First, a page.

Lois Malcolm, Professor of Systematic Theology at Luther Seminary in Saint Paul, Minnesota once said something to the effect that: “Faith is not just about believing a doctrine that guarantees our ego’s immortal existence (say, about the resurrection). It does not even have to do with mystical experiences or out of body encounters, whether in this life or the next.
Rather, faith has to do with grace - God’s gift freely given for all - which always shifts our focus from self-interest to the interests of others. As this grace extends to more and more people through us, it increases thanksgiving that also overflows with this grace.” It made me think about a chocolate fountain, one level spilling into the next and the next - but of God’s grace, God’s love, God’s joy, God’s mercy.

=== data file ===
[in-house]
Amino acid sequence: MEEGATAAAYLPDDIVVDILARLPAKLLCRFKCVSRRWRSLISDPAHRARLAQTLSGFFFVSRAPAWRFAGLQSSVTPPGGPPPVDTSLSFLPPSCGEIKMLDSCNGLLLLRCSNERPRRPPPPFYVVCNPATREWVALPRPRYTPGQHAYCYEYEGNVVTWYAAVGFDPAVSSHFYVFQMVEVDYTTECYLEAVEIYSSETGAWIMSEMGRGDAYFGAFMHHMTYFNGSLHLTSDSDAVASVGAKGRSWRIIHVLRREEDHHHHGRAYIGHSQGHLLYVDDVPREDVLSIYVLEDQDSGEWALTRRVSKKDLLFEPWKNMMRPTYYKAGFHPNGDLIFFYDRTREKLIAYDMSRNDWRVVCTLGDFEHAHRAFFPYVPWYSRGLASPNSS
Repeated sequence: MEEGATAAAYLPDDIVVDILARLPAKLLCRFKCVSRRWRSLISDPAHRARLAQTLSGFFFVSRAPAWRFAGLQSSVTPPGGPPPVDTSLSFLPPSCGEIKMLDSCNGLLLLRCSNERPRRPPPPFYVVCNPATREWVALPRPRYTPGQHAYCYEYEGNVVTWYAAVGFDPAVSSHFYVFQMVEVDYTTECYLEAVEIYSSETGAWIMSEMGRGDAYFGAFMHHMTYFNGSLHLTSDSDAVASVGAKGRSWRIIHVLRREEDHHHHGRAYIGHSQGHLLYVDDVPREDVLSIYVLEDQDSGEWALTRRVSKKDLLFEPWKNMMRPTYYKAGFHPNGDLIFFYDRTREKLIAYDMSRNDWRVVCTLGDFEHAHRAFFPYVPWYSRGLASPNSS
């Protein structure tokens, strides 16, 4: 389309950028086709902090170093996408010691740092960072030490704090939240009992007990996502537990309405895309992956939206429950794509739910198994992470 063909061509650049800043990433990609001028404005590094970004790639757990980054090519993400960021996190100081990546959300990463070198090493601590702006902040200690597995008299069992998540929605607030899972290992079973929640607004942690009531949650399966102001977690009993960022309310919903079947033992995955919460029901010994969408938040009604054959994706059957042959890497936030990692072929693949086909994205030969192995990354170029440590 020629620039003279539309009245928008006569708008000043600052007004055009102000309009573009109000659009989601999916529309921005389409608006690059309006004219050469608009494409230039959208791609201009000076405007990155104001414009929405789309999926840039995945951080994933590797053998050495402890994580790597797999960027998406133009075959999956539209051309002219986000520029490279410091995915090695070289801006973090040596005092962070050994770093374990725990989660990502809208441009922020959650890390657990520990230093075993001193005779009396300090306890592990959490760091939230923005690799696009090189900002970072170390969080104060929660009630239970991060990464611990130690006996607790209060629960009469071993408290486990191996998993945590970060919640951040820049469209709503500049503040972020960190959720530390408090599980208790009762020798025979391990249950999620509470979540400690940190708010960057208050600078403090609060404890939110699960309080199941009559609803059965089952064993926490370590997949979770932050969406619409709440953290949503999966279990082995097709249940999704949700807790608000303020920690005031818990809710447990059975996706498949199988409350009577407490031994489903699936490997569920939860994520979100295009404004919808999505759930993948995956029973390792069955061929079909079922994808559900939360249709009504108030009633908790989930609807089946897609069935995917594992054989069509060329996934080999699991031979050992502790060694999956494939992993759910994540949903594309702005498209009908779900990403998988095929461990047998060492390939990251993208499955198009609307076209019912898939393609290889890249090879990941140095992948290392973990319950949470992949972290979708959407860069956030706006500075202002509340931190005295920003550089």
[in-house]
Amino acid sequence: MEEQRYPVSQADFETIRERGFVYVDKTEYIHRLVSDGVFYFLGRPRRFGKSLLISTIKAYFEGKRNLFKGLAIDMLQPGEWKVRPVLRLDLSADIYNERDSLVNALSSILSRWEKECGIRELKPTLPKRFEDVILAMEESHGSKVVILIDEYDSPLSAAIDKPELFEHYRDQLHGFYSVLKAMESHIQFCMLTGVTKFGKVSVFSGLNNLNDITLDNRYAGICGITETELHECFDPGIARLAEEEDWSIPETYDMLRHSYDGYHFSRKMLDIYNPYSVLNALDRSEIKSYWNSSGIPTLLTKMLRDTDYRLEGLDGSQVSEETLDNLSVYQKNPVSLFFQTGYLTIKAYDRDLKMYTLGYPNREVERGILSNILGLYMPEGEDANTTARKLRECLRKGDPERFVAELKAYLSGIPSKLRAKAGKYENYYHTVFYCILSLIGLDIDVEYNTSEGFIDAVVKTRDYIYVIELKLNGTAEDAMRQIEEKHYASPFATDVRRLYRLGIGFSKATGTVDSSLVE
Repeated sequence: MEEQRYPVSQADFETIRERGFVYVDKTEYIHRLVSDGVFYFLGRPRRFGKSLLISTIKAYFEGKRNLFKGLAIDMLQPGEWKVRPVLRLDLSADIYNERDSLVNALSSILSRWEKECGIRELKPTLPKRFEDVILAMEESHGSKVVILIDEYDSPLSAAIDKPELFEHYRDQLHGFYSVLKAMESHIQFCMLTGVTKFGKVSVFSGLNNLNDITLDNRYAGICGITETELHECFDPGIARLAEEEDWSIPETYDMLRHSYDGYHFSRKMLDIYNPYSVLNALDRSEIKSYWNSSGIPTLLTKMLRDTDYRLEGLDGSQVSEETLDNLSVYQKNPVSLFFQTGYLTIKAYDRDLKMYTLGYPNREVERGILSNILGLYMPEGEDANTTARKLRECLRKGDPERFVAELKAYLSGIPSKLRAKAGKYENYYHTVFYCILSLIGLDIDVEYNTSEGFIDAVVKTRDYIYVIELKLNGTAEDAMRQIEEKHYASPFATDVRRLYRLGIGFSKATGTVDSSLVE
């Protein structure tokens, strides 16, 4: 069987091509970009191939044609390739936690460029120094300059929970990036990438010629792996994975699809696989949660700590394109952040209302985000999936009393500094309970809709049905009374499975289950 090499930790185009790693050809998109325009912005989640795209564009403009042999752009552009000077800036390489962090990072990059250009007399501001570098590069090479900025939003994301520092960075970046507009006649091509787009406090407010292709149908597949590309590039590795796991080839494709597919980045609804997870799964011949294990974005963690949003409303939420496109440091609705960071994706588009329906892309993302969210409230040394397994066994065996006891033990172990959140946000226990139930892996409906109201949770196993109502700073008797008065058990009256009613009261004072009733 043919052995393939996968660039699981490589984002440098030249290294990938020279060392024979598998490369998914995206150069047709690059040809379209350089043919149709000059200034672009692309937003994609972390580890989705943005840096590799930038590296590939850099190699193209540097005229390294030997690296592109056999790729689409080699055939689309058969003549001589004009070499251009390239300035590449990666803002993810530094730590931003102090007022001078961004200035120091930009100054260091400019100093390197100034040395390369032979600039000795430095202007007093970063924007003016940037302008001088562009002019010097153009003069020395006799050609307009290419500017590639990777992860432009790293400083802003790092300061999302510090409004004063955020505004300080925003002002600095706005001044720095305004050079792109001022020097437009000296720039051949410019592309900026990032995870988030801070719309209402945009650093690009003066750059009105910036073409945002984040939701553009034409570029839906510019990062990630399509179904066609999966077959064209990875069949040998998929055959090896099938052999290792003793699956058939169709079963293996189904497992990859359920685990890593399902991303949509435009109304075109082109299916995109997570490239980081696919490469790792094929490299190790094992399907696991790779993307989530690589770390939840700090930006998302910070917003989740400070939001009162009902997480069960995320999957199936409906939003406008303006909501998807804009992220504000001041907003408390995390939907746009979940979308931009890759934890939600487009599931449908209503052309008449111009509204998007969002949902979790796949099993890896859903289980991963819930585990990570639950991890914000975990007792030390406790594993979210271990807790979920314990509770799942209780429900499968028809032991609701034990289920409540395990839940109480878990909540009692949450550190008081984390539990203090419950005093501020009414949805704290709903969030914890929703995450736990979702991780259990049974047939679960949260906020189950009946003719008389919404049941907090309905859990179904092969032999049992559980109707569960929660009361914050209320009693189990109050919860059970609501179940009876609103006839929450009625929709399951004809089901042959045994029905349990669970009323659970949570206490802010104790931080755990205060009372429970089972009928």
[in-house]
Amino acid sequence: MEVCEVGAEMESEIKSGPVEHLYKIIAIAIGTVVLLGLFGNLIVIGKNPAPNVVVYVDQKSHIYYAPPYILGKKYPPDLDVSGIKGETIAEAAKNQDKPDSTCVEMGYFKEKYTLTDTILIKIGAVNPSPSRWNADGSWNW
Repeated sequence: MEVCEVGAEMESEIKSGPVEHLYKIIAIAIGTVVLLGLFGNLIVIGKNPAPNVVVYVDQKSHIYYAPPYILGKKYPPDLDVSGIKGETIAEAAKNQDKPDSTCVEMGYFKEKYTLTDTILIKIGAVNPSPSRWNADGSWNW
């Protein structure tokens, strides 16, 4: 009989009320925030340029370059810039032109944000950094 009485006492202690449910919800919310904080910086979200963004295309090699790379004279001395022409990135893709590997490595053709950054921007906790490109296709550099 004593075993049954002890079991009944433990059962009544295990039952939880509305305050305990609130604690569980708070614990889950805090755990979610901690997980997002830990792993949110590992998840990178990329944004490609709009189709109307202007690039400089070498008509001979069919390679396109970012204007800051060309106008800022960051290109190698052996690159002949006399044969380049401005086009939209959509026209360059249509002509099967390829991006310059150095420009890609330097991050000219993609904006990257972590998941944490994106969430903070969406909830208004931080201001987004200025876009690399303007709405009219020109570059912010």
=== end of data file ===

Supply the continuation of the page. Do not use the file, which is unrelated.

I wonder, though, if sometimes our “faith” can feel a little beige or limp, our souls needing a drink of water, or a new view that occurs in a place we’ve not noticed before, or even a colorful reinterpretation of what we might already know.
Our scripture passage for this morning is written by the great and infamous Paul. I don’t know about any of you, but I’ve always imagined him as a version of Hugh Jackman or a dark-haired Grizzly Adams.
There is a document that didn’t make it into the New Testament called The Acts of Paul and Thecla from 150 A.D. That document described the great and infamous Paul as “not much to look at. ‘Bald-headed, bowlegged, strongly built, a man small in size with meeting eyebrows, with a rather large nose.’ The great Paul is said have quoted someone else who had actually seen him: ‘His letters are strong but his bodily presence is weak’. Except that he was a tent-builder, so weak in the sense we usually use it may not be so accurate. And as for bald-headed, he was apparently a fashion icon before his time.